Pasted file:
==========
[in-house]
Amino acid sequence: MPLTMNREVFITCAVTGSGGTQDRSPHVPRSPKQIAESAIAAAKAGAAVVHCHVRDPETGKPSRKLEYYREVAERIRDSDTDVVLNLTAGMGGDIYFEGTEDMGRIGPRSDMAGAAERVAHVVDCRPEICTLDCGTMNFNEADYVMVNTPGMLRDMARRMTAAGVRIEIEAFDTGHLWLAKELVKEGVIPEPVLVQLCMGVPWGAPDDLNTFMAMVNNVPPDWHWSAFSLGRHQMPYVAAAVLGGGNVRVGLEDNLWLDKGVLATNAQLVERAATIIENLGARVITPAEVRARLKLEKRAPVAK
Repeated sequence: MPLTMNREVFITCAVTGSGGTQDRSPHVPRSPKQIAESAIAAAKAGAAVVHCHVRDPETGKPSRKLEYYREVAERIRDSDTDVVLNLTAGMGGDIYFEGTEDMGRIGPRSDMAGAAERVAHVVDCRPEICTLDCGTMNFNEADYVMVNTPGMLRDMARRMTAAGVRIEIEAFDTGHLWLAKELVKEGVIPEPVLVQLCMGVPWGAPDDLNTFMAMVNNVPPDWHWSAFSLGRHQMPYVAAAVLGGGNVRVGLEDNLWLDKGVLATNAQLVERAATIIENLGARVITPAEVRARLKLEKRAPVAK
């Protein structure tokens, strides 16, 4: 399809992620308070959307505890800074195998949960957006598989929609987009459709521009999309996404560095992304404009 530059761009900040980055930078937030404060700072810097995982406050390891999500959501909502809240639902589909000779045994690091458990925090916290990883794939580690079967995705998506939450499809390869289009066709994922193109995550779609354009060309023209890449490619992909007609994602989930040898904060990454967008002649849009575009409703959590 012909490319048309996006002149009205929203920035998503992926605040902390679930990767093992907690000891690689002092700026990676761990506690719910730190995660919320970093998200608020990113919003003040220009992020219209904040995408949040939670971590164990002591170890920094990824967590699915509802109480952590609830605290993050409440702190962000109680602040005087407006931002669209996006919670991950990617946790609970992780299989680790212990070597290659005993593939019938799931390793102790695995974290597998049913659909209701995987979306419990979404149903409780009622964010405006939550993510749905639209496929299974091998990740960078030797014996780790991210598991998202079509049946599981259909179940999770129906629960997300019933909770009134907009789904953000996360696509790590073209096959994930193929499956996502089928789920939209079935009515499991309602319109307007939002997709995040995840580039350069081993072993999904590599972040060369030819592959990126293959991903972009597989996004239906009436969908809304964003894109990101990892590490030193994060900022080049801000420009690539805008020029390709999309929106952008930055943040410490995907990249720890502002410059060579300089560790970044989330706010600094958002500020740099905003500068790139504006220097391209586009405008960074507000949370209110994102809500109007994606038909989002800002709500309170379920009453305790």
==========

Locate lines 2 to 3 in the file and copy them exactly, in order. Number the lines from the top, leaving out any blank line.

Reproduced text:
Amino acid sequence: MPLTMNREVFITCAVTGSGGTQDRSPHVPRSPKQIAESAIAAAKAGAAVVHCHVRDPETGKPSRKLEYYREVAERIRDSDTDVVLNLTAGMGGDIYFEGTEDMGRIGPRSDMAGAAERVAHVVDCRPEICTLDCGTMNFNEADYVMVNTPGMLRDMARRMTAAGVRIEIEAFDTGHLWLAKELVKEGVIPEPVLVQLCMGVPWGAPDDLNTFMAMVNNVPPDWHWSAFSLGRHQMPYVAAAVLGGGNVRVGLEDNLWLDKGVLATNAQLVERAATIIENLGARVITPAEVRARLKLEKRAPVAK
Repeated sequence: MPLTMNREVFITCAVTGSGGTQDRSPHVPRSPKQIAESAIAAAKAGAAVVHCHVRDPETGKPSRKLEYYREVAERIRDSDTDVVLNLTAGMGGDIYFEGTEDMGRIGPRSDMAGAAERVAHVVDCRPEICTLDCGTMNFNEADYVMVNTPGMLRDMARRMTAAGVRIEIEAFDTGHLWLAKELVKEGVIPEPVLVQLCMGVPWGAPDDLNTFMAMVNNVPPDWHWSAFSLGRHQMPYVAAAVLGGGNVRVGLEDNLWLDKGVLATNAQLVERAATIIENLGARVITPAEVRARLKLEKRAPVAK